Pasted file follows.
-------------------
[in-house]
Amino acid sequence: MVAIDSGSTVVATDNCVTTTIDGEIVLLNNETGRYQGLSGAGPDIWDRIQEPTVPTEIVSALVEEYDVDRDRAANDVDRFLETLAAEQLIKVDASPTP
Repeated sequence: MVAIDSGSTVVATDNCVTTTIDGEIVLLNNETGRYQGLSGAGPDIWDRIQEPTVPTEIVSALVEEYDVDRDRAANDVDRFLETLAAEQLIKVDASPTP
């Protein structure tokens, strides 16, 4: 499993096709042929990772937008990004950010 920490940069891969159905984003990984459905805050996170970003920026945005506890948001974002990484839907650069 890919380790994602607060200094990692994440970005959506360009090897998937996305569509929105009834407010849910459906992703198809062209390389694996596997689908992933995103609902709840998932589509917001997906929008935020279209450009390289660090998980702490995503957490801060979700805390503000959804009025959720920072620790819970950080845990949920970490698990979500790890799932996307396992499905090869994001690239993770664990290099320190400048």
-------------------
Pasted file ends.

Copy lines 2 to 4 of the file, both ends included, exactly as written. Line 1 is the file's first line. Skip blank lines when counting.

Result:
Amino acid sequence: MVAIDSGSTVVATDNCVTTTIDGEIVLLNNETGRYQGLSGAGPDIWDRIQEPTVPTEIVSALVEEYDVDRDRAANDVDRFLETLAAEQLIKVDASPTP
Repeated sequence: MVAIDSGSTVVATDNCVTTTIDGEIVLLNNETGRYQGLSGAGPDIWDRIQEPTVPTEIVSALVEEYDVDRDRAANDVDRFLETLAAEQLIKVDASPTP
């Protein structure tokens, strides 16, 4: 499993096709042929990772937008990004950010 920490940069891969159905984003990984459905805050996170970003920026945005506890948001974002990484839907650069 890919380790994602607060200094990692994440970005959506360009090897998937996305569509929105009834407010849910459906992703198809062209390389694996596997689908992933995103609902709840998932589509917001997906929008935020279209450009390289660090998980702490995503957490801060979700805390503000959804009025959720920072620790819970950080845990949920970490698990979500790890799932996307396992499905090869994001690239993770664990290099320190400048």